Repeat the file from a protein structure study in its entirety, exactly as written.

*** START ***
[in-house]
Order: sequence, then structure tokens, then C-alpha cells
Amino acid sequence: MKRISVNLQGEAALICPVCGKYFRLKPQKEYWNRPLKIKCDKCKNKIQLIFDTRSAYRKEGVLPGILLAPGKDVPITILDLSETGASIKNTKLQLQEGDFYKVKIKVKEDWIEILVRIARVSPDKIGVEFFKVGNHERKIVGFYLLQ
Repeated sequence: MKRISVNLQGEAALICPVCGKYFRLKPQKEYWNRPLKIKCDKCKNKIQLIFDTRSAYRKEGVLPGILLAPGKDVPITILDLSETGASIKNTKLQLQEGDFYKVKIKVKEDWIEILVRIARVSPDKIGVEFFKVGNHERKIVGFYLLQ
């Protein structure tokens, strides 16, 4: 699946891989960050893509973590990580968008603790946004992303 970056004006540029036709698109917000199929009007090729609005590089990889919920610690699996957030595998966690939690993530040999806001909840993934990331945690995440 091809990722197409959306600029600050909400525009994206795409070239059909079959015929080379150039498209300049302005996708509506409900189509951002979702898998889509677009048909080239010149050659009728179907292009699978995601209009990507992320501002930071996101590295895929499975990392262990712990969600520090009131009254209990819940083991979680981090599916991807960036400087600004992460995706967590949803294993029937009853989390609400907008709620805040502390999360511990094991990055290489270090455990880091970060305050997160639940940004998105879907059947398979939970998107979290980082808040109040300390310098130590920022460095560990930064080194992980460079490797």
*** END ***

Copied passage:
[in-house]
Order: sequence, then structure tokens, then C-alpha cells
Amino acid sequence: MKRISVNLQGEAALICPVCGKYFRLKPQKEYWNRPLKIKCDKCKNKIQLIFDTRSAYRKEGVLPGILLAPGKDVPITILDLSETGASIKNTKLQLQEGDFYKVKIKVKEDWIEILVRIARVSPDKIGVEFFKVGNHERKIVGFYLLQ
Repeated sequence: MKRISVNLQGEAALICPVCGKYFRLKPQKEYWNRPLKIKCDKCKNKIQLIFDTRSAYRKEGVLPGILLAPGKDVPITILDLSETGASIKNTKLQLQEGDFYKVKIKVKEDWIEILVRIARVSPDKIGVEFFKVGNHERKIVGFYLLQ
């Protein structure tokens, strides 16, 4: 699946891989960050893509973590990580968008603790946004992303 970056004006540029036709698109917000199929009007090729609005590089990889919920610690699996957030595998966690939690993530040999806001909840993934990331945690995440 091809990722197409959306600029600050909400525009994206795409070239059909079959015929080379150039498209300049302005996708509506409900189509951002979702898998889509677009048909080239010149050659009728179907292009699978995601209009990507992320501002930071996101590295895929499975990392262990712990969600520090009131009254209990819940083991979680981090599916991807960036400087600004992460995706967590949803294993029937009853989390609400907008709620805040502390999360511990094991990055290489270090455990880091970060305050997160639940940004998105879907059947398979939970998107979290980082808040109040300390310098130590920022460095560990930064080194992980460079490797």